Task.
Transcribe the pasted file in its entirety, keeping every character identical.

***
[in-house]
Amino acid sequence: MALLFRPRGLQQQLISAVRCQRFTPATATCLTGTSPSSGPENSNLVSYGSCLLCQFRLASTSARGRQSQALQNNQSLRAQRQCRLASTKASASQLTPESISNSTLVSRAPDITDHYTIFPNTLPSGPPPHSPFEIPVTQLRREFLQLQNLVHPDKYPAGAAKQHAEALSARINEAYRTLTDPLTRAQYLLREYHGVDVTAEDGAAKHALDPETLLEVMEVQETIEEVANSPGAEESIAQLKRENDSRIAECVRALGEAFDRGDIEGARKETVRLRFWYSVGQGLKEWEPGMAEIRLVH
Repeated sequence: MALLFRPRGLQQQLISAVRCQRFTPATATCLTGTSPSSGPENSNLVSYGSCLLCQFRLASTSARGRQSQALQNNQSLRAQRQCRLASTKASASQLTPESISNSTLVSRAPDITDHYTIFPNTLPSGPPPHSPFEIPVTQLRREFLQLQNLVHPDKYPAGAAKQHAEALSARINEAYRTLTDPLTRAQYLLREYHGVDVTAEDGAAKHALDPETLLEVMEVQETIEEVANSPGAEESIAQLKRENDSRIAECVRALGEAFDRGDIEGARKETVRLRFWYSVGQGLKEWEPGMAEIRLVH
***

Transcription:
[in-house]
Amino acid sequence: MALLFRPRGLQQQLISAVRCQRFTPATATCLTGTSPSSGPENSNLVSYGSCLLCQFRLASTSARGRQSQALQNNQSLRAQRQCRLASTKASASQLTPESISNSTLVSRAPDITDHYTIFPNTLPSGPPPHSPFEIPVTQLRREFLQLQNLVHPDKYPAGAAKQHAEALSARINEAYRTLTDPLTRAQYLLREYHGVDVTAEDGAAKHALDPETLLEVMEVQETIEEVANSPGAEESIAQLKRENDSRIAECVRALGEAFDRGDIEGARKETVRLRFWYSVGQGLKEWEPGMAEIRLVH
Repeated sequence: MALLFRPRGLQQQLISAVRCQRFTPATATCLTGTSPSSGPENSNLVSYGSCLLCQFRLASTSARGRQSQALQNNQSLRAQRQCRLASTKASASQLTPESISNSTLVSRAPDITDHYTIFPNTLPSGPPPHSPFEIPVTQLRREFLQLQNLVHPDKYPAGAAKQHAEALSARINEAYRTLTDPLTRAQYLLREYHGVDVTAEDGAAKHALDPETLLEVMEVQETIEEVANSPGAEESIAQLKRENDSRIAECVRALGEAFDRGDIEGARKETVRLRFWYSVGQGLKEWEPGMAEIRLVH